Then, as I was writing (well, re-writing) this article, a UK-based study was published which concluded that military wives have a higher prevalence of probable depression and more hazardous drinking habits than the general population. The research is scanty but maybe I’m not so barking…

I’m not going to deeply analyse these studies here (I’d like you to keep reading!) - they may not be perfect, but they are a starting point. They offer food for thought on a very real subject and highlight 2 major points:

  1. More research is desperately needed to understand the mental wellbeing of military spouses. How does this lifestyle affect and translate into the health and wellbeing of military spouses? Social anxiety, isolation, depression, decreased confidence, loss of self worth and struggling? Words that anecdotally appear too often when discussing the effects of military lifestyle on spouses.
  2. Once this knowledge and understanding is gained, we need to identify how it can be best translated into action to support our spouses.

So here’s a call to grant holders: this is an issue which desperately needs addressing! 

But what about you and I?

What can we start doing right now, to start to help maintain and improve our wellbeing?

Well, health and wellbeing is multifactorial, but I truly believe outdoors 'exercise' holds one valuable key. It is free, anyone can access it - any time, anywhere - and it's proven in research to improve wellbeing. So if you need a little convincing please read on!

'Exercise' and 'activity': note the inverted commas?

Oh the emotive words! For some, these words can make you want to jump up and down. For some, they can cause a big shudder. For some, it is an indifferent necessity or, for you, it may be something else.

Please don’t shudder, please don’t switch off, because there’s power in exercise.

Physical activity triggers chemicals in the brain which positively change mood. Because of this, physical activity can be protective against anxiety, and can help mild depression. In addition, it has been shown to raise self esteem, improve self control and increase the ability to rise to a challenge. So surely it’s worth a shot?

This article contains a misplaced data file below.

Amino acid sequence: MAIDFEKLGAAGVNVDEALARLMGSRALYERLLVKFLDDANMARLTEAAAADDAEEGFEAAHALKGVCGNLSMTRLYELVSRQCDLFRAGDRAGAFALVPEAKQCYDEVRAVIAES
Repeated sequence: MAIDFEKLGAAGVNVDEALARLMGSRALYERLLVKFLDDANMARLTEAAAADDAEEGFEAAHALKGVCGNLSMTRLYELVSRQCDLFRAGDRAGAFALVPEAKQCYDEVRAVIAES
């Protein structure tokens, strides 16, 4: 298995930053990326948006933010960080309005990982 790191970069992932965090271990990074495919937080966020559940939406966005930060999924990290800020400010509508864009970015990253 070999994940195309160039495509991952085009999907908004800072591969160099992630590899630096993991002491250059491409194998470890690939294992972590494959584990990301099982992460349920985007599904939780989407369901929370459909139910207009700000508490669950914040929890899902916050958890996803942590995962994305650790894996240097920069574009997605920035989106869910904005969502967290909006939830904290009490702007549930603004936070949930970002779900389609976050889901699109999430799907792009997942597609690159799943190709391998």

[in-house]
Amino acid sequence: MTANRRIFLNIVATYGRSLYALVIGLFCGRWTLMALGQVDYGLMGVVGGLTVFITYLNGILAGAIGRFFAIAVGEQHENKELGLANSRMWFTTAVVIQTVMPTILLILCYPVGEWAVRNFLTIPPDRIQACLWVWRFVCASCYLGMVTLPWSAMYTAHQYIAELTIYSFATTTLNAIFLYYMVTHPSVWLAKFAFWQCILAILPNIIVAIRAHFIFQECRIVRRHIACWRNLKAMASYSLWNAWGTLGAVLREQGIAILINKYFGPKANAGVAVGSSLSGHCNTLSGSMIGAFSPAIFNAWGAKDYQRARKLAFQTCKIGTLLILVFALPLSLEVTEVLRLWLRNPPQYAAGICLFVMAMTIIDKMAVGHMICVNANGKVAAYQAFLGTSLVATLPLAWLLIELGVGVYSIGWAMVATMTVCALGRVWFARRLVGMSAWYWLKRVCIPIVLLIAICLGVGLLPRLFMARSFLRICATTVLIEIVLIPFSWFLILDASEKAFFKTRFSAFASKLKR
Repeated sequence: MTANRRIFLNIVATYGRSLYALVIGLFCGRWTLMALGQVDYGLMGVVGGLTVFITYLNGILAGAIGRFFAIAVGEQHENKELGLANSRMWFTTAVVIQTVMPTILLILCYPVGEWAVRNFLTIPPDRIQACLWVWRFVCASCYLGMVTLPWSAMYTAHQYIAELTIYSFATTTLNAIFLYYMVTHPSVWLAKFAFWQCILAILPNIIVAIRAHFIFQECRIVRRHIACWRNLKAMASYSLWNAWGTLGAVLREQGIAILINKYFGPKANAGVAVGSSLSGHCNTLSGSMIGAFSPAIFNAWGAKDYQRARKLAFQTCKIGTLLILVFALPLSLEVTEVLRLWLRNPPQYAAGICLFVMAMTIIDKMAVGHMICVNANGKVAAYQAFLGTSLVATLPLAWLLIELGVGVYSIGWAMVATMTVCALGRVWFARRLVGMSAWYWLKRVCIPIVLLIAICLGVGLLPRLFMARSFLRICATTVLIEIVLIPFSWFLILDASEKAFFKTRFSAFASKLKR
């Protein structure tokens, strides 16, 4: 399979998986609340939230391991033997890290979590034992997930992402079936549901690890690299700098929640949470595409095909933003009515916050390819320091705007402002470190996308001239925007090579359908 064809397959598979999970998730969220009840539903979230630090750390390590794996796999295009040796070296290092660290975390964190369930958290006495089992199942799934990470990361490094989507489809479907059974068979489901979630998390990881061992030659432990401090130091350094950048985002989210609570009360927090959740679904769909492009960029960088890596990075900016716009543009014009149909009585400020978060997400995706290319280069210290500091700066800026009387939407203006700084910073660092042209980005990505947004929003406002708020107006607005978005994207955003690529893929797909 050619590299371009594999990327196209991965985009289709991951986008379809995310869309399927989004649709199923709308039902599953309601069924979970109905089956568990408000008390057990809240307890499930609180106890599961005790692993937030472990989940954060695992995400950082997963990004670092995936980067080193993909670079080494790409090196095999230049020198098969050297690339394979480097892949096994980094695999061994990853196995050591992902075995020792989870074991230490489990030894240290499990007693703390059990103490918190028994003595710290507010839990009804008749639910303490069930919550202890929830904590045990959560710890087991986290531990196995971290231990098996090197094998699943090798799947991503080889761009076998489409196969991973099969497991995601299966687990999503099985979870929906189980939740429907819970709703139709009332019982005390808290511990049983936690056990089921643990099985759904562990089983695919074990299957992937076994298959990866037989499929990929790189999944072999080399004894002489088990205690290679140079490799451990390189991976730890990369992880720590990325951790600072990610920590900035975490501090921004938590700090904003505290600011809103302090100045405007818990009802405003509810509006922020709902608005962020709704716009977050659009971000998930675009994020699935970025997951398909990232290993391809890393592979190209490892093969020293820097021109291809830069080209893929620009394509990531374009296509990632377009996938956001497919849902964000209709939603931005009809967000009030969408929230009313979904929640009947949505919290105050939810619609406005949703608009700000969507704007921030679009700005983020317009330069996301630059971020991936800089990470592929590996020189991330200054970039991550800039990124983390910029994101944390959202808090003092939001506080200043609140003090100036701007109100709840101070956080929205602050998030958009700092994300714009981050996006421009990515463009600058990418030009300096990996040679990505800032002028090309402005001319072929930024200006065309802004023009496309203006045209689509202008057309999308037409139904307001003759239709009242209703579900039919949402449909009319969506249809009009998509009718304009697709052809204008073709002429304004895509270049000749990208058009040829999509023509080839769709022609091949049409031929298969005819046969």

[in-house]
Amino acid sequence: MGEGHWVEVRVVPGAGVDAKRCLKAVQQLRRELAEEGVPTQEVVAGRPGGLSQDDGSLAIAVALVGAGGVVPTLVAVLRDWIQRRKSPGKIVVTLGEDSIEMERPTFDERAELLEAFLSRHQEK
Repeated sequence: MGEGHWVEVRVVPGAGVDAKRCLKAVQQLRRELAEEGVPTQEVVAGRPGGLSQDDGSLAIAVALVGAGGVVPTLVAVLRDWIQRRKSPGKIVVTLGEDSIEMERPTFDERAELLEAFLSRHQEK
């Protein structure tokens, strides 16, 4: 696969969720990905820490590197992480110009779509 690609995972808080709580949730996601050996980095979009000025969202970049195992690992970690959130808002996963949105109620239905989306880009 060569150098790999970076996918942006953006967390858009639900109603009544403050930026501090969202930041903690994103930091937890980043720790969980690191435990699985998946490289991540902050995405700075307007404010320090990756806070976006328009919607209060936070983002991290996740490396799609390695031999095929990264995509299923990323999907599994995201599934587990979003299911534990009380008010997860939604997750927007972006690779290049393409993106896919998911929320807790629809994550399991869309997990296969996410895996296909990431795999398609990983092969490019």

"But wait, hold on... what if I’m one of those people who don’t like exercise / don’t do exercise / don’t have time for exercise / find it hard to fit into the day?"

I hear you, they’re valid responses - whilst exercise is my thing, if you asked me to crochet I’d be well out of my depth! But this is where the ‘’ come in.  This is where you mould exercise, and form it to be what you want it to be. Because, exercise has the power to help protect and improve mental wellbeing. So if your exercise is taking 5 steps out of the back door into fresh air, try it. If your exercise is walking to the bus stop, try it. If your exercise is running, carry on running, if your exercise is swimming, splash on, or if you’re climbing a mountain today... just keep going! Make your exercise your own, mould and form it to you.

But why outdoors?! Come on, it’s raining...

Well those who experience the outdoors have lower levels of the stress hormone, cortisol, which is responsible for controlling your mood, motivation and fear. So by stepping outside you may help to lower the cortisol levels and calm those 'fight or flight' reactions. But, if you can consider combining exercise and being outside together, the potential to improve wellbeing increases further. Whilst any exercise is great, outdoors activity is thought to lower anxiety levels further than indoors activity, offering greater feelings of revitalisation and positive engagement.  And... wait for it… research reports that exercising outdoors is easier, and less demanding. I’ll go with that! Apparently there’s more distraction, which makes the exercise appear easier to our brains. I can certainly vouch for that - running on a treadmill is a mental wellbeing downer, but outside ... it’s a different kettle of fish!

 

By now I’m hopefully selling the outdoors!

It’s not always easy (though those big, remote military patches help) but try and seek out a greenish space … it’s considered a 'restorative environment’ which helps overcome mental fatigue, lower levels of stress and reduces anxiety and depression.

Finally - and this is exciting - it is thought that the first 5 minutes of exercise in green spaces has the greatest impact on mood and self esteem, suggesting there's immediate psychological benefit in getting outdoors. So even if it's 5 minutes out of a busy day, get out there. See the positives of those sometimes geographically-challenging and remote patches. Go to the park, walk down a green street, take a run, a swim, a bike ride.

Do what YOU can.